In the beginning, Zeir Anpin and Malchut are the six Sefirot of Zeir Anpin and a point of Malchut. As to all of the worlds and Partzufim from the World of Infinity to Zeir Anpin, they are designated solely for Malchut. Malchut is the created being that for now is a mere point: “the point in the heart.” We have to enlarge it!
How, then, does the creature grow, and what does the Upper One have to do for it? In Malchut, in the point that is cleaving to his Chazeh, Zeir Anpin evokes a sensation of judgments (Dinim) and restrictions, that is, he stirs up the desires that are demanding to be fulfilled in order for this point to awaken and start growing.
These restrictions descend to Malchut from the mother, Bina. Through the Upper Sefirot, GAR de Zeir Anpin, they enter Keter of Malchut. It is regarded as Rosh Hashanah or the beginning (head) of the year, the beginning of Malchut which is called “a year.” This is where her awakening starts.
Her entire further development occurs by way of the lower Sefirot of Zeir Anpin, its NHY (Netzah, Hod, Yesod). To achieve this, Zeir Anpin has to attain the state of Gadlut (adulthood), which he receives from the mother, Bina, due to the “sounding of the Shofar.” This awakens in Zeir Anpin its own desires, the Sefirot of NHY, which occurs during the “ten days (Sefirot) of repentance” between Rosh Hashanah and Yom Kippur. During these “ten days,” every time Malchut receives stimulation from NHY of Zeir Anpin, they strengthen her so as to arrive at the state of “Yom Kippur.”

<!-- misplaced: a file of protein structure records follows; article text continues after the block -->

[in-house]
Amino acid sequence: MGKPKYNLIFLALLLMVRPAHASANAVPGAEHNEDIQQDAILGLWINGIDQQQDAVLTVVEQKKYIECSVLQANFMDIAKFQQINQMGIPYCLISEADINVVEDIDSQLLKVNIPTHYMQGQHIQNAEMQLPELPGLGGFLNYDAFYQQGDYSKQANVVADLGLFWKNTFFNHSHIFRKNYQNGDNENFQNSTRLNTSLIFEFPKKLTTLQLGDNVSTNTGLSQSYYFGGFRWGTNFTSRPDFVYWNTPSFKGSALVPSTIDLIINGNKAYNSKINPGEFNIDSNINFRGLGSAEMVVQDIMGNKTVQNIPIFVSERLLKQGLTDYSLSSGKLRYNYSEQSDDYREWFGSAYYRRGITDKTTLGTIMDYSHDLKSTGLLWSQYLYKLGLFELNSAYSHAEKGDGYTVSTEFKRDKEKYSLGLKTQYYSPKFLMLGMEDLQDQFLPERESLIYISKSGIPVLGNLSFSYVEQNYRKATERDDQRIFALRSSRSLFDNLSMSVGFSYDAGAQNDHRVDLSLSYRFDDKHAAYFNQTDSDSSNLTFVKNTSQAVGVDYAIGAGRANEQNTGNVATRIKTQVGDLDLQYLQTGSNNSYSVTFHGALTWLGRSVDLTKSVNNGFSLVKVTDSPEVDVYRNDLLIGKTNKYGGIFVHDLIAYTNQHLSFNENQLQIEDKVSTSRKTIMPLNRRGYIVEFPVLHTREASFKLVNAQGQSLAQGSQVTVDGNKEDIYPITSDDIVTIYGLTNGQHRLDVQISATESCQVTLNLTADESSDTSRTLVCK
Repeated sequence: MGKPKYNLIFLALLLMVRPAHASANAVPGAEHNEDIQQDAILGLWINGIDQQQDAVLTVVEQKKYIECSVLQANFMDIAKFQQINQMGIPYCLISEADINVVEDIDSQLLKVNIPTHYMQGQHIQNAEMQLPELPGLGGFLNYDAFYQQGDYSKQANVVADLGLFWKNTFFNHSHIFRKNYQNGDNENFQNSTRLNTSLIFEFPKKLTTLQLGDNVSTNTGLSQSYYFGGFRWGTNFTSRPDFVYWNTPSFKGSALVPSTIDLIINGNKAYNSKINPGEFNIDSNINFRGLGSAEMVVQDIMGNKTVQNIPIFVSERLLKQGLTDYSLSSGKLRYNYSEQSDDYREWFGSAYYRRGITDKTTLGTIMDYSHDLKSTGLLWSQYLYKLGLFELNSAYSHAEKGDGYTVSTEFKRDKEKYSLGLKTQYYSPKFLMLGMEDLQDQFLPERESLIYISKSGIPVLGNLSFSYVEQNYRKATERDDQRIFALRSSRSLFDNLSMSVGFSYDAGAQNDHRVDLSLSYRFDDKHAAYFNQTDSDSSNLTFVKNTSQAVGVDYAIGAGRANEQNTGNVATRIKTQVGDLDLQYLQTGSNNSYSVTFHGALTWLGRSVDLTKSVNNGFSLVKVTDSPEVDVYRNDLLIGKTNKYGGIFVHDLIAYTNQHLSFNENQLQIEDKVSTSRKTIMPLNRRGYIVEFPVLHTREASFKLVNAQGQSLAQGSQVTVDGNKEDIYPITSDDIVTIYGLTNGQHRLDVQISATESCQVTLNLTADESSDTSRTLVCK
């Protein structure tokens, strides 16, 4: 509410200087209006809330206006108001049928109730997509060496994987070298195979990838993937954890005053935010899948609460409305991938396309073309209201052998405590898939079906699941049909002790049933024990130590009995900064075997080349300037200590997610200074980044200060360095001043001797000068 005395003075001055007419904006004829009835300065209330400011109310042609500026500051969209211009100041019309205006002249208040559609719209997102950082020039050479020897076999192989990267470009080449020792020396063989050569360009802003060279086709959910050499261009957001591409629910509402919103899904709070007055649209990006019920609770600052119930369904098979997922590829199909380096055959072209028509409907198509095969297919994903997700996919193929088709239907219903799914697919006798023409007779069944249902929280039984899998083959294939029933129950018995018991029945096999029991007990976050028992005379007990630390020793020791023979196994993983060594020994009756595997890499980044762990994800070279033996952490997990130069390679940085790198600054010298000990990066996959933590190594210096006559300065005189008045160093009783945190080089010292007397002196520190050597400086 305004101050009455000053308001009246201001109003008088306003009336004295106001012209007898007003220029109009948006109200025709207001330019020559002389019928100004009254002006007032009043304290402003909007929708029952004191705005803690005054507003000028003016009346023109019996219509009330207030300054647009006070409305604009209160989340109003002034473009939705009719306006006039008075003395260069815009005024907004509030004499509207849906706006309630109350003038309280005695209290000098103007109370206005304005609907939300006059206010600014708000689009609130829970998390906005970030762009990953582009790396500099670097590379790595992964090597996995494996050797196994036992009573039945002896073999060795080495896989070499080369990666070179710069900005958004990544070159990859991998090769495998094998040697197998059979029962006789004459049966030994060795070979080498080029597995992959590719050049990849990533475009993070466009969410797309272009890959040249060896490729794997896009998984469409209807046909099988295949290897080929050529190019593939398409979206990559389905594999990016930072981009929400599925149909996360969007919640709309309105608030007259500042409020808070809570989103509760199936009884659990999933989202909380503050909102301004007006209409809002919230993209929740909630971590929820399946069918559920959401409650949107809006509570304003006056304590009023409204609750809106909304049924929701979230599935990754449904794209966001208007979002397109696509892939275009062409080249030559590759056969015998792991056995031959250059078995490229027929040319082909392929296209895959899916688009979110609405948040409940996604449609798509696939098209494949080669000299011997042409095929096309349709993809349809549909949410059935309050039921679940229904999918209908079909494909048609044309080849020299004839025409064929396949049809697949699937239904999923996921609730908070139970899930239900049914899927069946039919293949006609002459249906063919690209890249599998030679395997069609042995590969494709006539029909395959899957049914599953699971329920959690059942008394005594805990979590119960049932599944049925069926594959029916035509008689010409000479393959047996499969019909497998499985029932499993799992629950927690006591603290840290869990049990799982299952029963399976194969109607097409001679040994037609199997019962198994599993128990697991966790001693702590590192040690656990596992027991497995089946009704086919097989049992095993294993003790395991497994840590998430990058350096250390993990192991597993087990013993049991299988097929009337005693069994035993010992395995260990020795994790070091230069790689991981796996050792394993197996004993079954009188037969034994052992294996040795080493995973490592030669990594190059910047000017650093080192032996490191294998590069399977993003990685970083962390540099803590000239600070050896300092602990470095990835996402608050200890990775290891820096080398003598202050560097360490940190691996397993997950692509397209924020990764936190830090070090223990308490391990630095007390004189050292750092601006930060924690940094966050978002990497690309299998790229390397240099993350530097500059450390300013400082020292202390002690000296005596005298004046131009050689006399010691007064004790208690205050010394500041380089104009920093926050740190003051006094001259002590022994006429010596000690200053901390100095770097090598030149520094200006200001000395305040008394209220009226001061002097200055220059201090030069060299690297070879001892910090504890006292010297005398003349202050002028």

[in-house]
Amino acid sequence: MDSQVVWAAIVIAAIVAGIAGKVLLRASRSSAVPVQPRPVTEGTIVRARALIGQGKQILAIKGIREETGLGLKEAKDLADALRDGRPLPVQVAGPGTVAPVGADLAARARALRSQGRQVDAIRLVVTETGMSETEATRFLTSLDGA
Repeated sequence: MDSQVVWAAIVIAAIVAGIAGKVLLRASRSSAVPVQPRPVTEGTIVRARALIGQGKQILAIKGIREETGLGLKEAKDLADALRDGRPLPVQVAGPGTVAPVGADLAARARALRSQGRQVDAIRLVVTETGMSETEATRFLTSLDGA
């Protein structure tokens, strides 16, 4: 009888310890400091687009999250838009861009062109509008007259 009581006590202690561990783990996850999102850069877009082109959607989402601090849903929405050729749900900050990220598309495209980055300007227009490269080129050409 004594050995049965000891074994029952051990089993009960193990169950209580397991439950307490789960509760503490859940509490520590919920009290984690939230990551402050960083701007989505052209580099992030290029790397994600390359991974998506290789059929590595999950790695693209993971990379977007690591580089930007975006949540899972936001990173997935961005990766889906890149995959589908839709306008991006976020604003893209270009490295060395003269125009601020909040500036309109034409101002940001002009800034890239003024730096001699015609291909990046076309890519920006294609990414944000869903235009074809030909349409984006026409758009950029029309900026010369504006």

Awakening us to the state of Gadlut can be achieved solely by way of restrictions since only thanks to them (the Light of Hochma [Wisdom]) can we feel how much more needs to be corrected in us in order to prepare our spiritual vessels (Kelim). After all, we do have the vessels, but they are broken. At first, they are evoked through restrictions without any “sweetening,” but later, the Light of Hassadim (Mercy) descends and sweetens them (the state of being love-sick).
Sweetening is what is regarded as correction. It is written that the Creator “created the evil inclination, and He gave the Torah as a spice.” To add a spice to egoistic desire means to sweeten it so as to correct and use it. Previously, this desire was “bitter,” but if it is “spiced” with the intention to bestow, then it is sweetened and can be used and fulfilled.
This is what is called “sweetening” of the judgment. Judgment is the desire to receive for self-gratification, whereas sweetening is the same very desire, but with the intention to bestow. We only need to replace the intention.
From the 4th part of the Daily Kabbalah Lesson 10/6/10, Talmud Eser Sefirot